California’s largest power company PG&E has been embroiled in problems throughout the last decade. Now, Democratic state Sen. Scott Wiener is calling for the state to take over the utility’s operations with proposed legislation.
As KQED reports, the state-run utility would be modeled off the Long Island Power Authority in New York. Others have also called for changes in how the utility is run, including San Jose Mayor Sam Liccardo, who proclaimed interest in a local take over. Although some PG&E workers have voiced concerns about their jobs and pensions, Wiener has said protecting workers is a key priority.
Today on AirTalk, we discuss how the proposed take over could impact rate payers. What do you think? Should the state take control of the utility?
We reached out to PG&E, and the company responded with this statement:
We oppose Senator Wiener’s proposed framework, and PG&E’s facilities are not for sale. Additionally, changing the structure of the company would not create a safer or cleaner operation. Recent takeover attempts have largely failed due to a range of factors.
We remain firmly convinced that a government or customer takeover is not the optimal solution that will address the challenges ahead and serve the long-run interests of all customers in the communities we serve. We remain focused on fairly resolving wildfire claims and exiting the Chapter 11 process as quickly as possible. PG&E is committed to working with all stakeholders to make the necessary changes moving forward to build a stronger and safer PG&E and be the company our customers and communities want and deserve.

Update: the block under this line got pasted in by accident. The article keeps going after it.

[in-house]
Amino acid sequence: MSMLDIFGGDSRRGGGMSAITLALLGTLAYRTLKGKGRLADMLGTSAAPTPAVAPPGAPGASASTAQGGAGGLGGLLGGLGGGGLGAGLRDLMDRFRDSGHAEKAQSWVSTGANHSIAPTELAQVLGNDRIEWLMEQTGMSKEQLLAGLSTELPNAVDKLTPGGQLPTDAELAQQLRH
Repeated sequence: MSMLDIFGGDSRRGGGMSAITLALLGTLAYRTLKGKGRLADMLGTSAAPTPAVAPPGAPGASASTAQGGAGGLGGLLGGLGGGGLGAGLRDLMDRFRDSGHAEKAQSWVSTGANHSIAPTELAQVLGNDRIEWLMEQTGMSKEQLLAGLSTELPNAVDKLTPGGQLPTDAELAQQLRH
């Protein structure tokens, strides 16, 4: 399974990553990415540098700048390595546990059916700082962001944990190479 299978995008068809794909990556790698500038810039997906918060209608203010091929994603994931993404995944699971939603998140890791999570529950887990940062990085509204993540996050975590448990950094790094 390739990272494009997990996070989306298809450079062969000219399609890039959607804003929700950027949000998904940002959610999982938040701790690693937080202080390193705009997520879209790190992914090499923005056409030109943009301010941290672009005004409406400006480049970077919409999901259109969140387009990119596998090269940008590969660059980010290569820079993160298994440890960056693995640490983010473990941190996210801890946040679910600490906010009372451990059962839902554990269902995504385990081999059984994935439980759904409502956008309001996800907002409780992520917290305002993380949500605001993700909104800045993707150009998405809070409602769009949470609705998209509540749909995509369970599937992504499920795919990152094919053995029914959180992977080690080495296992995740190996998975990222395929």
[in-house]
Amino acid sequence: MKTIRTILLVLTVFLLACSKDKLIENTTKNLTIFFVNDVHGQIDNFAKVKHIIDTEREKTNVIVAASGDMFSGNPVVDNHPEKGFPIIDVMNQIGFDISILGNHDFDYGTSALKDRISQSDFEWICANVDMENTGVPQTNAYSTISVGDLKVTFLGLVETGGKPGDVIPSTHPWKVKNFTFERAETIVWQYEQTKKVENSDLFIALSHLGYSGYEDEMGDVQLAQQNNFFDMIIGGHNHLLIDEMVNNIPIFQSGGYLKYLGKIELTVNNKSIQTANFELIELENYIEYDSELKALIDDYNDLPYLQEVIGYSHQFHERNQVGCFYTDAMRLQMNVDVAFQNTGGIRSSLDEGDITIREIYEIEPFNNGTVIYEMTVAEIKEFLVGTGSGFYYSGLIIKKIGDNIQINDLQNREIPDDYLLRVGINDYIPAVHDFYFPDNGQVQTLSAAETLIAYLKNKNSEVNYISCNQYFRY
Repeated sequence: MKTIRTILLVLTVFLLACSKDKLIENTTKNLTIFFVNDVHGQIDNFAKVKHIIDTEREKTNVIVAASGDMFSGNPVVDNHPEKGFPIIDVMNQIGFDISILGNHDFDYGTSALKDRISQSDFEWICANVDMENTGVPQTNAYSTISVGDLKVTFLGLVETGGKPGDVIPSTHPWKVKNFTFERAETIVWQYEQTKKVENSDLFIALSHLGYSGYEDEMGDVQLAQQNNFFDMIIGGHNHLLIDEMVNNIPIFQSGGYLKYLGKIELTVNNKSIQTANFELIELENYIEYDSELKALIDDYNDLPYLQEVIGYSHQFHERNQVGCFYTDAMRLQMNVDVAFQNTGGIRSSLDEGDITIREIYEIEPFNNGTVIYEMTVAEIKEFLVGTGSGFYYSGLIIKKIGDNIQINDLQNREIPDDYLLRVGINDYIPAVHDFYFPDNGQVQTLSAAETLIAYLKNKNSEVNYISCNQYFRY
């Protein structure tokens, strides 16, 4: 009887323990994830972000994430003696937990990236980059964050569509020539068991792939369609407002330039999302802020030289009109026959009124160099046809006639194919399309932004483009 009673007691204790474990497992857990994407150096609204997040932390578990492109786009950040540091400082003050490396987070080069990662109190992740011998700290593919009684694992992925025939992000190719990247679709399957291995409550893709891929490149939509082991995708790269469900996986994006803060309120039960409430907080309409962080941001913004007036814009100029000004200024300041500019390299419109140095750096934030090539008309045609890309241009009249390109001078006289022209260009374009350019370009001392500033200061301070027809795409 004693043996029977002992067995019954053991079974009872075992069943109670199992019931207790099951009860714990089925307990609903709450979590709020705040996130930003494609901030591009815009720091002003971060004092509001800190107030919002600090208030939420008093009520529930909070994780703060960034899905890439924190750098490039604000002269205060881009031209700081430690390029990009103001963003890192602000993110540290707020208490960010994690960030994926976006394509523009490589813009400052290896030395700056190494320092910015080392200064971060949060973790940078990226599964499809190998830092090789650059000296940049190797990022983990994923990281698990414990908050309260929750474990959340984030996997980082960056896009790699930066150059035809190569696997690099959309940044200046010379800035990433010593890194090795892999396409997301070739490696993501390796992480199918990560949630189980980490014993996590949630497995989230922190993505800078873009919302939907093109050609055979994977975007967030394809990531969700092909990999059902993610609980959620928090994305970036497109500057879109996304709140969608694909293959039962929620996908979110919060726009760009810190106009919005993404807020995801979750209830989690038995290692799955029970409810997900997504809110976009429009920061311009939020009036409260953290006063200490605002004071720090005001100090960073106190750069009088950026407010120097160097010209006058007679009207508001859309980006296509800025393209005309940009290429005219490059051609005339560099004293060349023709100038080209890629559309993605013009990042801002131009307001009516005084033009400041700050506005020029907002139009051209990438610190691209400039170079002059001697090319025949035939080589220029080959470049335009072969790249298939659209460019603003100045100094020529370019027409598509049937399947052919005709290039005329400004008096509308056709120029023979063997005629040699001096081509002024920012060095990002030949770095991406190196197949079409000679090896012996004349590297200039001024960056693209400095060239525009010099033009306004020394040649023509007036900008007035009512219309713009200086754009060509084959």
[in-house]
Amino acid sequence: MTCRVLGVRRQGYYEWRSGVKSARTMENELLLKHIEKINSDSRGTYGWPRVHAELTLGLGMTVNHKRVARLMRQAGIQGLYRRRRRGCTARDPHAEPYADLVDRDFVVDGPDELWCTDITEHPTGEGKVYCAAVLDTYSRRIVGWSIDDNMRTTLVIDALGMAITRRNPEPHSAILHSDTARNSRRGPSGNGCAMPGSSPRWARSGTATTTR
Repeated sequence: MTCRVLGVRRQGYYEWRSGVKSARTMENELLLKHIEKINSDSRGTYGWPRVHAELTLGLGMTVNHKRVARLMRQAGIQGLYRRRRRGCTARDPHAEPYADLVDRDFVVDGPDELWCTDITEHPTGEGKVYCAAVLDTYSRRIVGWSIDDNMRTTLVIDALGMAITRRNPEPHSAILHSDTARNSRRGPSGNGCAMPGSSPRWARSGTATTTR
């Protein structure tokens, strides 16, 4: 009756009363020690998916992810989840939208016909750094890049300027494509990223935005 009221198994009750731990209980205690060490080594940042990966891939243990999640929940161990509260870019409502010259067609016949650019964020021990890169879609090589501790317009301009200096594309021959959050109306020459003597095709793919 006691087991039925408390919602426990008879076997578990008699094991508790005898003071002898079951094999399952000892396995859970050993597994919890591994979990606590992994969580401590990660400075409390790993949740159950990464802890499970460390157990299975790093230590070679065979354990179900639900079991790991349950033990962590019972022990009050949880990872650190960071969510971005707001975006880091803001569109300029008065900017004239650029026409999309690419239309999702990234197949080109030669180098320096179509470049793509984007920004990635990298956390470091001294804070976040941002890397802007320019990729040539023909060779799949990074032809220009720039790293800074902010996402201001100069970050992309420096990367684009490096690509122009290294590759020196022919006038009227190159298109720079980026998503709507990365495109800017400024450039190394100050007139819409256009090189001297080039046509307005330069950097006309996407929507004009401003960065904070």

As we shared in our CPUC testimony on Friday, PG&E is pursuing a plan to regionalize our operations to better achieve the customer-focused health, welfare, and safety outcomes everyone wants, expects and deserves.
Scott Wiener (D-San Francisco), author of SB 917; California State Senator representing Senate District 11, which includes all of the city and county of San Francisco, Broadmoor, Colma, Daly City, and part of South San Francisco; he tweets @Scott_Wiener
Mindy Spatt, communciates chief with the non-profit consumer advocacy group The Utility Reform Network (TURN)